Pitch / Angle of Attack – Pitch, or what Ron Hock refers to as the Angle of Attack, is the angle at which the cutting edge engages the wood. [1]   As stated above, most bench planes have  a bed angle of 45 degrees.  This is referred to as ‘common pitch,’  and has traditionally been considered the optimal pitch for bench planes.  A slightly higher 50º pitch is called ‘York Pitch.’  This higher angle pitch is used in some bench planes for working harder woods and woods with difficult grains.  ‘Middle Pitch’ of 55º and ‘Half Pitch’  (also known as ‘Cabinet Pitch’) of 60º are frequently found in molding planes for soft and hardwood respectively. Angles of less than 45º are referred to as ‘Low Angle’ or ‘Extra Pitch,’ and are used in planes for softwood and for cutting end grain. [2]

Here’s a summary table of the different pitches and their intended use.

Pitch (Angle of Attack) Name Use
60º Half Pitch / Cabinet Pitch Molding planes for hardwood
55º Middle Pitch Molding planes for softwood
50º York Pitch Harder woods with difficult grain
45º Common Pitch Optimal Pitch for most planes
<45º Low Angle Softwood and End Grain

Bevel Up vs. Bevel Down – All planes fall into one of two categories – Bevel Down and Bevel Up.  Bevel down planes have irons that are situated with the bevel angle facing down, while the irons on bevel up planes are positioned with the bevel angle facing up.  Most bench planes are bevel down while most block planes are bevel up.  Specialty planes can go either way, depending on their intended purpose.  There are some advantages to the bevel up configuration, but we’ll cover that later.

Regardless of whether the plane is bevel up or bevel down, the angle of the frog face (upon which the iron sits) is an important determining factor in determining the desired bevel angle.  As stated above, the vast majority of bench planes have frogs with a 45º bed, meaning the cutting iron sits at a 45 degree angle from the work surface.  Since these bench planes are bevel down, changing the bevel angle doesn’t change the pitch, or angle of attack – that’s essentially fixed at 45 degrees.  Changing the bevel angle does, however, change the relief angle, or clearance behind the iron.

SB605 Type 6

Bevel Down Bench Plane

Bevel Down Planes – Since the irons on most bench planes are positioned bevel down, this is the most common configuration faced when sharpening.   Because the un-beveled side of the iron is positioned up (i.e., bevel side down), the angle of attack is the same regardless of the angle at which the bevel is sharpened.  That doesn’t mean the bevel angle is completely unimportant; durability, for example, is still a consideration.  The bevel angle is, however, less critical than it is on bevel up planes.  That said, there are still a few tricks you can employ to fine tune your angle of cut, but more on that later.

The standard primary bevel angle for bevel down bench planes is 25 degrees.  This offers a good balance of shearing action and durability while providing an adequate relief angle (behind the cut).

SB65.5 Type3

Bevel Up Block Plane

Bevel Up Planes – Block planes have the iron positioned bevel up, but they’re not the only planes with this configuration.  Low angle bench planes, including the Stanley no. 62 and the Sargent no. 514 were bevel up, as are several models made today by Veritas.  There is an advantage with bevel up irons in that the angle of the bevel can be changed to affect a change in the angle of cut.  This provides a measure of flexibility that bevel down planes don’t have, at least not to the same extent.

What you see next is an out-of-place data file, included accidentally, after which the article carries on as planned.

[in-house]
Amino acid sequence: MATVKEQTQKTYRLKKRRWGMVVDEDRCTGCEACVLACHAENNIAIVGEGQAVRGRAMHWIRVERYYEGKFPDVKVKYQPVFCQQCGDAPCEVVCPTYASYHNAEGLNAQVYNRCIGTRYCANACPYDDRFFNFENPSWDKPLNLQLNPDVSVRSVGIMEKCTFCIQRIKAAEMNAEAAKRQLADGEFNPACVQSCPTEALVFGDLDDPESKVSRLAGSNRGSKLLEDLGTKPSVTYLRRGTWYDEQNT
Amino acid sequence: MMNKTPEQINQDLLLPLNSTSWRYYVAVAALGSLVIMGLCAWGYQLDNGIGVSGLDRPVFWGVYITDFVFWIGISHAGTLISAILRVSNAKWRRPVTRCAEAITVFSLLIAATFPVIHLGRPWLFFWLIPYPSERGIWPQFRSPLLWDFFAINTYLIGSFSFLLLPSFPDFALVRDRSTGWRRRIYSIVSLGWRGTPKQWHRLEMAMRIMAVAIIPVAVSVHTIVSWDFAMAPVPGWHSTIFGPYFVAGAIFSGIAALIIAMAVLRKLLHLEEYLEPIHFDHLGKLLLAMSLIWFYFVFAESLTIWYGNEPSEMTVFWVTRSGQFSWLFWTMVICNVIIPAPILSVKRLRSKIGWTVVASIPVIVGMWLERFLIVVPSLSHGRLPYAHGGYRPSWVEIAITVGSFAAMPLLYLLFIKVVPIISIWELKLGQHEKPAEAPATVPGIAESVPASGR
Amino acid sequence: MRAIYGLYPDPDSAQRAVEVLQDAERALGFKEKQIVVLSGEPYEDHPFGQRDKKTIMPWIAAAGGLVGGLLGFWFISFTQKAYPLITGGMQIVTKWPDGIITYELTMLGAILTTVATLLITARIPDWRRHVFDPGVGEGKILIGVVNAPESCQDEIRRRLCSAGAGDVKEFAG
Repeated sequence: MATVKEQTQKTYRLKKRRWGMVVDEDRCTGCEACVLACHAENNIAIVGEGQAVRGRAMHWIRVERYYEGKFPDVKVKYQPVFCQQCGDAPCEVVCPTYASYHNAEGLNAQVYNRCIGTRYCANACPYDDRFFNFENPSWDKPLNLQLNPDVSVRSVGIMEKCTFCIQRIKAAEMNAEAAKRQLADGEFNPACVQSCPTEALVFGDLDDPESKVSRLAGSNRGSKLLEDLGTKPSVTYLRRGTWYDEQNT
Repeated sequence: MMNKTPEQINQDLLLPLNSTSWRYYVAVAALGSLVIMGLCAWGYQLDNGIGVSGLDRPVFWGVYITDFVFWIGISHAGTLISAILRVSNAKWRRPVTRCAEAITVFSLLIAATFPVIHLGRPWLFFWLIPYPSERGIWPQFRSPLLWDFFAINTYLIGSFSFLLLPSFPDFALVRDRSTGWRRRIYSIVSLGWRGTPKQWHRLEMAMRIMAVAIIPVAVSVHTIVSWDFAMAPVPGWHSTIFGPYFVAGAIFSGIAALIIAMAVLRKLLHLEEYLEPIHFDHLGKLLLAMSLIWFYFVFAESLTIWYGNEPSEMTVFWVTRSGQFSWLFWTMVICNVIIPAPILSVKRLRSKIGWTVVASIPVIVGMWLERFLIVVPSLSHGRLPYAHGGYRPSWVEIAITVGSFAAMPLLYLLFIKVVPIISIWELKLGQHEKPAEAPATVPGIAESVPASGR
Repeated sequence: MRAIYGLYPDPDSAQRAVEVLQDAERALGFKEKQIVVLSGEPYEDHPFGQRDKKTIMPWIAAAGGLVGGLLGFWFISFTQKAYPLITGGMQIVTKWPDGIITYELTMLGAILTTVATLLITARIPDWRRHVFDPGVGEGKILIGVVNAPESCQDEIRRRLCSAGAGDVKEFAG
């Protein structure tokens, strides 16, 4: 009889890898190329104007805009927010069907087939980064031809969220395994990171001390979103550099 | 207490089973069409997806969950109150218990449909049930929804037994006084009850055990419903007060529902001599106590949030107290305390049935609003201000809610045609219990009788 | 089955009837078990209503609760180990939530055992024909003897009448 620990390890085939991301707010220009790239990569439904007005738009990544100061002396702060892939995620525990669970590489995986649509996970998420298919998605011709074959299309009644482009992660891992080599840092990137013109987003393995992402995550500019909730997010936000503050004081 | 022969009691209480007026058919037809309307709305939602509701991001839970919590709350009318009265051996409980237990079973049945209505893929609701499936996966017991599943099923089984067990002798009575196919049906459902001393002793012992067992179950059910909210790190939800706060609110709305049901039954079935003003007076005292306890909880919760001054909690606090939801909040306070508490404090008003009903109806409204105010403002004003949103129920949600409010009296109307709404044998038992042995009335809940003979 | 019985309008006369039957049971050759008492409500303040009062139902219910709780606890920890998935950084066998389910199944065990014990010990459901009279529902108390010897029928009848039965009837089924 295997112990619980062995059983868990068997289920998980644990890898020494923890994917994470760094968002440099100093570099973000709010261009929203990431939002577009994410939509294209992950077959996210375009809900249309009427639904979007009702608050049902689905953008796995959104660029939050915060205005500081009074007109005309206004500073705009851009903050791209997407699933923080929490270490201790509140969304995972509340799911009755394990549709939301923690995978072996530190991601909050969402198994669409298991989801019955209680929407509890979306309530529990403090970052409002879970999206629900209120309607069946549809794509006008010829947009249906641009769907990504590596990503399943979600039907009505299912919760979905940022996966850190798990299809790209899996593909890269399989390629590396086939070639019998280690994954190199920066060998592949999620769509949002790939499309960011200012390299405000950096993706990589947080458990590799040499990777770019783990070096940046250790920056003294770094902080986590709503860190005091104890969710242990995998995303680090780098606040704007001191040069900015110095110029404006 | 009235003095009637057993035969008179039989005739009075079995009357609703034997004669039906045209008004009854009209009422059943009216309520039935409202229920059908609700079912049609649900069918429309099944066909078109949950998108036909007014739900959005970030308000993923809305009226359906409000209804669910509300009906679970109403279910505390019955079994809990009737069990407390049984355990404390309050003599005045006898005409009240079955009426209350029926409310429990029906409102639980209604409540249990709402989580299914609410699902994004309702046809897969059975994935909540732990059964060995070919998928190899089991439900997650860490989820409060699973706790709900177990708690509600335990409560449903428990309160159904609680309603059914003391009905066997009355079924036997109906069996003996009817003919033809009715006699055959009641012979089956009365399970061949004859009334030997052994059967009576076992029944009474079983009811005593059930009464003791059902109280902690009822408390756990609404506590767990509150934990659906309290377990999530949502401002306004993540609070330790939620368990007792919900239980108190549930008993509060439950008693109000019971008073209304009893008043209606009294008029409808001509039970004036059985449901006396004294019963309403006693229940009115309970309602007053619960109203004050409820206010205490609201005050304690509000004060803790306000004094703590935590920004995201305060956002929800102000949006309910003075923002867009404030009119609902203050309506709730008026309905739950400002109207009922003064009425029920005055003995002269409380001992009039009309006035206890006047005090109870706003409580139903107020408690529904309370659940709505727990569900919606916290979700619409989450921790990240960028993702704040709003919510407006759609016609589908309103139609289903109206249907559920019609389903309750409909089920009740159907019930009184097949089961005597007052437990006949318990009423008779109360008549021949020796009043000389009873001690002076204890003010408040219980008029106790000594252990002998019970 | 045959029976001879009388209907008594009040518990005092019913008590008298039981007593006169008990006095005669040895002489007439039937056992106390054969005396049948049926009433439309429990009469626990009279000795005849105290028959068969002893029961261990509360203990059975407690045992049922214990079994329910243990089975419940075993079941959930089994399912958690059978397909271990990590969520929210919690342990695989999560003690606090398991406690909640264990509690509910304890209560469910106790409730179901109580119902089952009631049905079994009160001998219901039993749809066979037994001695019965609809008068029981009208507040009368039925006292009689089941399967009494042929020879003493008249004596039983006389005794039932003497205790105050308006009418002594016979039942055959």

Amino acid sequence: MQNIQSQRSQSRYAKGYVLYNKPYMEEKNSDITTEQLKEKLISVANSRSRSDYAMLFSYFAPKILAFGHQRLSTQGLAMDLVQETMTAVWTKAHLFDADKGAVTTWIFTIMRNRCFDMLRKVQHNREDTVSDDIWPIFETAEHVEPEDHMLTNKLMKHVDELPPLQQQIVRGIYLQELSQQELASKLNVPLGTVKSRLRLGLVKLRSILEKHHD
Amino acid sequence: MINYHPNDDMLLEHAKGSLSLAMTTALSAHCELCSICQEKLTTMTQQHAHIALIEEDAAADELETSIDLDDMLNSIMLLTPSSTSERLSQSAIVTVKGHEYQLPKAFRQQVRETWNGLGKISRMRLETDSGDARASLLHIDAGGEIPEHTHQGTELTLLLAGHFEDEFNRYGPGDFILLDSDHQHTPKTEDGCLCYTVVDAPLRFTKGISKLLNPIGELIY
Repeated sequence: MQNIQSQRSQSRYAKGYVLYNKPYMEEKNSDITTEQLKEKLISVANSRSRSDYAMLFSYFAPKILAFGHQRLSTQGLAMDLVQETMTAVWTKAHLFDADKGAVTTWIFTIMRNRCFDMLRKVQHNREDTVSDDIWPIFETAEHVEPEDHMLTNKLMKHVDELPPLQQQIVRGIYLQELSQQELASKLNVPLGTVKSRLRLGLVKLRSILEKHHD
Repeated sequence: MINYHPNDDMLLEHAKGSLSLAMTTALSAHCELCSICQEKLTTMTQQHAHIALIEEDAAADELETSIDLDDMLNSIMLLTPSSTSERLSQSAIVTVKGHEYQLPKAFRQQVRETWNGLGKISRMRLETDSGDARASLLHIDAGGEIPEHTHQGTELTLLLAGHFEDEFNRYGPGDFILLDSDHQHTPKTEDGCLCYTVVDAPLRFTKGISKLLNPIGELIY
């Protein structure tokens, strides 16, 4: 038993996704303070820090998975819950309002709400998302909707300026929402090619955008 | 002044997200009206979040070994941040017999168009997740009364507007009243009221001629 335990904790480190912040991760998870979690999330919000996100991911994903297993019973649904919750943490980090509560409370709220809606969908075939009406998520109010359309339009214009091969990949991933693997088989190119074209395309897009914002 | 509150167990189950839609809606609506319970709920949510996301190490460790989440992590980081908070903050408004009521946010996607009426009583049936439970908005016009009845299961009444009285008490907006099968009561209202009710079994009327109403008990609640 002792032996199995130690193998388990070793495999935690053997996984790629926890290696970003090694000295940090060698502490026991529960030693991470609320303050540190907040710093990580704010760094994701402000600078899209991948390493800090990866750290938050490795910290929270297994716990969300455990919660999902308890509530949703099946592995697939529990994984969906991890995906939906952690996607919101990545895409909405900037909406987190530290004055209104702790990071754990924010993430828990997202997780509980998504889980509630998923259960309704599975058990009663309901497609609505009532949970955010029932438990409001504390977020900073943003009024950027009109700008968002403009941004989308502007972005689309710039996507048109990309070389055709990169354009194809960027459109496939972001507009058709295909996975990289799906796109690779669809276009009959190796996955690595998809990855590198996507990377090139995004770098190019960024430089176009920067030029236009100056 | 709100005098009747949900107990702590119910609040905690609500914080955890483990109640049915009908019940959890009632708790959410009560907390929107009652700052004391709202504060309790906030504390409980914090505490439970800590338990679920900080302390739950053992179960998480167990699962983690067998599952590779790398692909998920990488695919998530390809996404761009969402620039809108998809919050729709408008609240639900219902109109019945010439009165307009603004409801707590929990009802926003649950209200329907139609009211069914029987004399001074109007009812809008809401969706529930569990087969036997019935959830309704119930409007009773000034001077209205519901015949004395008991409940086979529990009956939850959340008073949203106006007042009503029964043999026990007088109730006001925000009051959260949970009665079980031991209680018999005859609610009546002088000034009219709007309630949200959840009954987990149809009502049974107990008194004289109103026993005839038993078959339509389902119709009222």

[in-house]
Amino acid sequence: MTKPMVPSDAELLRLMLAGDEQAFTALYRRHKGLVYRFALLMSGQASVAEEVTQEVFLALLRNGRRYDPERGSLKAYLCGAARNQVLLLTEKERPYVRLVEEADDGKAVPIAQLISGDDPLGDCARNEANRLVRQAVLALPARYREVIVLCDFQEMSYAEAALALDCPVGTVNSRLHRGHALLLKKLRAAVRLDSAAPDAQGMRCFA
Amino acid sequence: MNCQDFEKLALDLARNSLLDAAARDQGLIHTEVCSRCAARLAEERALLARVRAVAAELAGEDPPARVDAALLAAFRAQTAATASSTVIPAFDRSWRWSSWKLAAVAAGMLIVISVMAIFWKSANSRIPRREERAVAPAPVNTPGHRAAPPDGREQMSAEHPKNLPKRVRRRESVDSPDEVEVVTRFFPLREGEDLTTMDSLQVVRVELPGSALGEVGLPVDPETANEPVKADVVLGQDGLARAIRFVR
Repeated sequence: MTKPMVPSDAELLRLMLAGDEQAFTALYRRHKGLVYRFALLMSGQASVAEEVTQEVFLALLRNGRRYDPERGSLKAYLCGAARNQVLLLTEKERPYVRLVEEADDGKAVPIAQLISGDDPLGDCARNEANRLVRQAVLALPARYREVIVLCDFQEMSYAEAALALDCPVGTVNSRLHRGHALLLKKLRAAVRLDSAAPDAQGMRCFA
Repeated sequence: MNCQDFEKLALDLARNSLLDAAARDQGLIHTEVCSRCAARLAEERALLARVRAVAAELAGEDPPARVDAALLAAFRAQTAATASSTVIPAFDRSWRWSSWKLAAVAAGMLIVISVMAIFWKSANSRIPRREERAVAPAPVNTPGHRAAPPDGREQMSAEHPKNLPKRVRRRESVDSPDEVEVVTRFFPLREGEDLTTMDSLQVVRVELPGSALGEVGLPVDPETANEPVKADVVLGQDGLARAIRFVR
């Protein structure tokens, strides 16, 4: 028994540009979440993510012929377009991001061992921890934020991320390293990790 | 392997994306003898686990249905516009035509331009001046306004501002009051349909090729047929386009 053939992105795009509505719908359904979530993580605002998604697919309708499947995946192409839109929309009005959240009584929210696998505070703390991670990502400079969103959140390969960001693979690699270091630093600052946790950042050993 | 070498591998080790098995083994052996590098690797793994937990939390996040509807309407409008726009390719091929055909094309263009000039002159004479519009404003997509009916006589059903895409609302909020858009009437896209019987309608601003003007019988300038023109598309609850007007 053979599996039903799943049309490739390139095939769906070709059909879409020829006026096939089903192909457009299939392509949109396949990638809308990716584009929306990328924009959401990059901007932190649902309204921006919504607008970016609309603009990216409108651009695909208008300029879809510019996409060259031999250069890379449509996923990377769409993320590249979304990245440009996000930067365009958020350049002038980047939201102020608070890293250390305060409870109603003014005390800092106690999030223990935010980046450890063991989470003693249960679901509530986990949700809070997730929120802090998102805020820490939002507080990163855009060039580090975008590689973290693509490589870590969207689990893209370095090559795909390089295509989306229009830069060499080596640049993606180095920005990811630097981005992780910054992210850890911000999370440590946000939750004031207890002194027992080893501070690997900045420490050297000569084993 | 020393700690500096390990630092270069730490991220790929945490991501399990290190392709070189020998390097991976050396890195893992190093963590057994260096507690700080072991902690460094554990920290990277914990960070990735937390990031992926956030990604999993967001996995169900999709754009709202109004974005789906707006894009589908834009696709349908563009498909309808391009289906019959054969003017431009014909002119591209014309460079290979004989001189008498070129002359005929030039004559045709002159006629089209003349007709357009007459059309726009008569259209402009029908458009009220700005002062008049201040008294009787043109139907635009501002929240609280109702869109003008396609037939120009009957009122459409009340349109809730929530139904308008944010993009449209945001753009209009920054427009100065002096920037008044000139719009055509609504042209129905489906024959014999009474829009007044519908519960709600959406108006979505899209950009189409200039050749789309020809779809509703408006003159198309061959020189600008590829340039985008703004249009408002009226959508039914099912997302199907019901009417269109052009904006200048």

While there is more to consider in edge geometry than just the angle of cut (i.e., durability), you could reasonably sharpen the bevel on the iron of a low angle block plane iron to 33 degrees.  Given its 12º bed angle, you would end up with an angle of cut of 45 degrees (12º+33º=45º), the same as on a standard angle plane.  By contrast, to accomplish a low angle of cut using a standard angle plane, you’d have to sharpen the bevel at a very shallow 17 degrees (20º+17º=37º).  Durability of such a thin cutting edge would be problematic with most woods.

See “Beyond the Standard” below for information on adding secondary bevels (micro-bevels) and back-bevels.

Common Sharpening Angles

The table below shows the three most common bench and block plane types and the proper angles at which to sharpen the irons.

Common Plane Types Frog Angle Angle to Sharpen Angle of Cut
Bench Plane – Standard Angle 45º 25º to 30º 45º
Block Plane – Standard Angle 20º 25º 45º
Block Plane – Low Angle 12º 25º 37º

Beyond the Standard

Secondary/Micro-Bevels – The terms secondary bevel and micro-bevel refer to the same thing.  Secondary bevels are a very shallow bevel along the cutting edge of the primary bevel.  These angles, usually 1º to 3º, serve primarily as an aid in honing.  It takes considerably less time and effort to final hone a small secondary bevel that it does the entire primary bevel.  They also make honing touch ups a snap.  As long as the edge has not been damaged, it’s quick and easy work to re-establish a keen edge on the secondary bevel with a few strokes on a sharpening stone.

On a bevel down plane, adding a secondary bevel affects no change in the angle of cut.  The only thing it changes ever so slightly is the relief angle – the angle between the back side (bevel side) of the iron and the work surface. It also slightly reduces the total bevel angle on the iron itself, but should not be enough to affect durability of the edge.  On most planes the addition or subtraction of a couple of degrees of bevel angle is not going to make any difference.